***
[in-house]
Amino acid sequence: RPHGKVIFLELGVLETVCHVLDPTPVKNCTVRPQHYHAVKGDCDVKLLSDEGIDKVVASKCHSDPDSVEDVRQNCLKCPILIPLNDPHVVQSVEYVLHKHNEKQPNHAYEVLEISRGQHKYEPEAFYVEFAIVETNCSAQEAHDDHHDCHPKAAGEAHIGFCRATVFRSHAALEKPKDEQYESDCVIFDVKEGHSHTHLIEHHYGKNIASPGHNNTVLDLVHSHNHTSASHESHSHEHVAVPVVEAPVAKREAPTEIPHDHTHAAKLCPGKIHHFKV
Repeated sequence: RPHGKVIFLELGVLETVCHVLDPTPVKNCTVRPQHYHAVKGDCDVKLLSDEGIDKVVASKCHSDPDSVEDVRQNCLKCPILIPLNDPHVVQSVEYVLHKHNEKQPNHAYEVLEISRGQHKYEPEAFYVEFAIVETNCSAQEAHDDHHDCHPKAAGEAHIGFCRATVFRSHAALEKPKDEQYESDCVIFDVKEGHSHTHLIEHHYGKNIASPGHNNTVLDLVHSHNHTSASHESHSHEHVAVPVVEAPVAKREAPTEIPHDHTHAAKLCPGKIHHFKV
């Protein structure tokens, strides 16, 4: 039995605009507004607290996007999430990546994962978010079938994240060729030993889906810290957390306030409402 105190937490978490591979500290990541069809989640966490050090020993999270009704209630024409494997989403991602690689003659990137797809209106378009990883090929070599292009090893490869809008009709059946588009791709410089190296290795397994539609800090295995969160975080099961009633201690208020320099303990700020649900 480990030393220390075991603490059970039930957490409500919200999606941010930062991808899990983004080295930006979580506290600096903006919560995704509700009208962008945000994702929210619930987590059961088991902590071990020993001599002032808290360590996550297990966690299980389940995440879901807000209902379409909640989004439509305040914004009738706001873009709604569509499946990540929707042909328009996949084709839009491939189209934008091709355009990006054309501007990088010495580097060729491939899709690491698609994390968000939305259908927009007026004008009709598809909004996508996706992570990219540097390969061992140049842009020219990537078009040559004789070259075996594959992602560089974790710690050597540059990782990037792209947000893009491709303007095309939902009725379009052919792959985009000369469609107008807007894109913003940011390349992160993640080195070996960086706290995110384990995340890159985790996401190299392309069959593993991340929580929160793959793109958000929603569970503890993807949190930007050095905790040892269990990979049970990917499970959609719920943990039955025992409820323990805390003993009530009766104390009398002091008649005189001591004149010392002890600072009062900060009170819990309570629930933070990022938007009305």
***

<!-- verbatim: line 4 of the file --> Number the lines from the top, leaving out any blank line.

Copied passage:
């Protein structure tokens, strides 16, 4: 039995605009507004607290996007999430990546994962978010079938994240060729030993889906810290957390306030409402 105190937490978490591979500290990541069809989640966490050090020993999270009704209630024409494997989403991602690689003659990137797809209106378009990883090929070599292009090893490869809008009709059946588009791709410089190296290795397994539609800090295995969160975080099961009633201690208020320099303990700020649900 480990030393220390075991603490059970039930957490409500919200999606941010930062991808899990983004080295930006979580506290600096903006919560995704509700009208962008945000994702929210619930987590059961088991902590071990020993001599002032808290360590996550297990966690299980389940995440879901807000209902379409909640989004439509305040914004009738706001873009709604569509499946990540929707042909328009996949084709839009491939189209934008091709355009990006054309501007990088010495580097060729491939899709690491698609994390968000939305259908927009007026004008009709598809909004996508996706992570990219540097390969061992140049842009020219990537078009040559004789070259075996594959992602560089974790710690050597540059990782990037792209947000893009491709303007095309939902009725379009052919792959985009000369469609107008807007894109913003940011390349992160993640080195070996960086706290995110384990995340890159985790996401190299392309069959593993991340929580929160793959793109958000929603569970503890993807949190930007050095905790040892269990990979049970990917499970959609719920943990039955025992409820323990805390003993009530009766104390009398002091008649005189001591004149010392002890600072009062900060009170819990309570629930933070990022938007009305």